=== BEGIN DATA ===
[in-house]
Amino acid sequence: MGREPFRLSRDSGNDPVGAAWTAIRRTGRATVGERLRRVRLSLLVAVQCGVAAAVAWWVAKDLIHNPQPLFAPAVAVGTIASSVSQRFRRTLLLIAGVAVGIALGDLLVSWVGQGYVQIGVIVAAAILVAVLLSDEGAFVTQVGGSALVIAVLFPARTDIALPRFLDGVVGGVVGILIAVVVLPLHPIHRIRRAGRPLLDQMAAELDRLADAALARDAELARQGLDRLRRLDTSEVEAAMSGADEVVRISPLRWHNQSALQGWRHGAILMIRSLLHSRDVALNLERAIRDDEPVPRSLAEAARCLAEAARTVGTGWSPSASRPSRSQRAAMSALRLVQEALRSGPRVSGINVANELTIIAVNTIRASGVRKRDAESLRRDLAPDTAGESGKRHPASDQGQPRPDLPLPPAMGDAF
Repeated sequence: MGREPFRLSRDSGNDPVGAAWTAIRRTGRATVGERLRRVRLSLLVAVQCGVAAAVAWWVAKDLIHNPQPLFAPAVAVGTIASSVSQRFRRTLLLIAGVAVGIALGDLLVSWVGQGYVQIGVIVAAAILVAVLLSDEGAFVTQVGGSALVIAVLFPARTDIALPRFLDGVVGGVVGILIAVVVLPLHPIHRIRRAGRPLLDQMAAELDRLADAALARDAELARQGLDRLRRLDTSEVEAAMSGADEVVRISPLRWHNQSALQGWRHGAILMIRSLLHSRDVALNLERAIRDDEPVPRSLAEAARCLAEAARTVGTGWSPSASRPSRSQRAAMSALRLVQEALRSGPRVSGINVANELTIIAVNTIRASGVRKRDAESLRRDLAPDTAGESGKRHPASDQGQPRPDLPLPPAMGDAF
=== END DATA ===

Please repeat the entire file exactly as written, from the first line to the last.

[in-house]
Amino acid sequence: MGREPFRLSRDSGNDPVGAAWTAIRRTGRATVGERLRRVRLSLLVAVQCGVAAAVAWWVAKDLIHNPQPLFAPAVAVGTIASSVSQRFRRTLLLIAGVAVGIALGDLLVSWVGQGYVQIGVIVAAAILVAVLLSDEGAFVTQVGGSALVIAVLFPARTDIALPRFLDGVVGGVVGILIAVVVLPLHPIHRIRRAGRPLLDQMAAELDRLADAALARDAELARQGLDRLRRLDTSEVEAAMSGADEVVRISPLRWHNQSALQGWRHGAILMIRSLLHSRDVALNLERAIRDDEPVPRSLAEAARCLAEAARTVGTGWSPSASRPSRSQRAAMSALRLVQEALRSGPRVSGINVANELTIIAVNTIRASGVRKRDAESLRRDLAPDTAGESGKRHPASDQGQPRPDLPLPPAMGDAF
Repeated sequence: MGREPFRLSRDSGNDPVGAAWTAIRRTGRATVGERLRRVRLSLLVAVQCGVAAAVAWWVAKDLIHNPQPLFAPAVAVGTIASSVSQRFRRTLLLIAGVAVGIALGDLLVSWVGQGYVQIGVIVAAAILVAVLLSDEGAFVTQVGGSALVIAVLFPARTDIALPRFLDGVVGGVVGILIAVVVLPLHPIHRIRRAGRPLLDQMAAELDRLADAALARDAELARQGLDRLRRLDTSEVEAAMSGADEVVRISPLRWHNQSALQGWRHGAILMIRSLLHSRDVALNLERAIRDDEPVPRSLAEAARCLAEAARTVGTGWSPSASRPSRSQRAAMSALRLVQEALRSGPRVSGINVANELTIIAVNTIRASGVRKRDAESLRRDLAPDTAGESGKRHPASDQGQPRPDLPLPPAMGDAF